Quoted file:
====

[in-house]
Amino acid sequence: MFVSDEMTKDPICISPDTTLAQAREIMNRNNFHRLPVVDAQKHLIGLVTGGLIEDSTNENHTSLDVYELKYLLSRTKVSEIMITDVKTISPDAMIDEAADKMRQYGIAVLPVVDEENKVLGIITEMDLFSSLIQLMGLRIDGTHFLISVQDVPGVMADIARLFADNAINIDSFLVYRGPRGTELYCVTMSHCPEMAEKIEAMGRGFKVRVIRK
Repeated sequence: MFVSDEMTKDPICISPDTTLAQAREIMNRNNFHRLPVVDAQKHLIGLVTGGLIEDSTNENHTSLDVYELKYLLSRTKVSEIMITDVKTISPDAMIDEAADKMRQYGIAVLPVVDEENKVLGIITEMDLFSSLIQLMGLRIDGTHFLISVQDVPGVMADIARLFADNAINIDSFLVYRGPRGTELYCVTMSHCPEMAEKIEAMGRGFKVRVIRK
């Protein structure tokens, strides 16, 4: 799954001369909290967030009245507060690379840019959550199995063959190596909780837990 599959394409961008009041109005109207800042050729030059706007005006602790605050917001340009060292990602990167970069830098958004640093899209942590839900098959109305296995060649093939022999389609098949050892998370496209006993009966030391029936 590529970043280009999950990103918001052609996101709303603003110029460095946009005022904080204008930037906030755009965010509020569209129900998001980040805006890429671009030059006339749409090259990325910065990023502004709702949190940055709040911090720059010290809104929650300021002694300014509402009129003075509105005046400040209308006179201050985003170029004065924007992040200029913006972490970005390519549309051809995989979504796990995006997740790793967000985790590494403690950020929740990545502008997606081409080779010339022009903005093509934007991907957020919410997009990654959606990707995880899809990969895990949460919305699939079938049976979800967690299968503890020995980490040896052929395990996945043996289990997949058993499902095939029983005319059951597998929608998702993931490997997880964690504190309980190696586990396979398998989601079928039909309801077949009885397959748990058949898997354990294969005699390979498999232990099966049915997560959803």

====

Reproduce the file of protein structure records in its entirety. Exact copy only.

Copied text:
[in-house]
Amino acid sequence: MFVSDEMTKDPICISPDTTLAQAREIMNRNNFHRLPVVDAQKHLIGLVTGGLIEDSTNENHTSLDVYELKYLLSRTKVSEIMITDVKTISPDAMIDEAADKMRQYGIAVLPVVDEENKVLGIITEMDLFSSLIQLMGLRIDGTHFLISVQDVPGVMADIARLFADNAINIDSFLVYRGPRGTELYCVTMSHCPEMAEKIEAMGRGFKVRVIRK
Repeated sequence: MFVSDEMTKDPICISPDTTLAQAREIMNRNNFHRLPVVDAQKHLIGLVTGGLIEDSTNENHTSLDVYELKYLLSRTKVSEIMITDVKTISPDAMIDEAADKMRQYGIAVLPVVDEENKVLGIITEMDLFSSLIQLMGLRIDGTHFLISVQDVPGVMADIARLFADNAINIDSFLVYRGPRGTELYCVTMSHCPEMAEKIEAMGRGFKVRVIRK
């Protein structure tokens, strides 16, 4: 799954001369909290967030009245507060690379840019959550199995063959190596909780837990 599959394409961008009041109005109207800042050729030059706007005006602790605050917001340009060292990602990167970069830098958004640093899209942590839900098959109305296995060649093939022999389609098949050892998370496209006993009966030391029936 590529970043280009999950990103918001052609996101709303603003110029460095946009005022904080204008930037906030755009965010509020569209129900998001980040805006890429671009030059006339749409090259990325910065990023502004709702949190940055709040911090720059010290809104929650300021002694300014509402009129003075509105005046400040209308006179201050985003170029004065924007992040200029913006972490970005390519549309051809995989979504796990995006997740790793967000985790590494403690950020929740990545502008997606081409080779010339022009903005093509934007991907957020919410997009990654959606990707995880899809990969895990949460919305699939079938049976979800967690299968503890020995980490040896052929395990996945043996289990997949058993499902095939029983005319059951597998929608998702993931490997997880964690504190309980190696586990396979398998989601079928039909309801077949009885397959748990058949898997354990294969005699390979498999232990099966049915997560959803």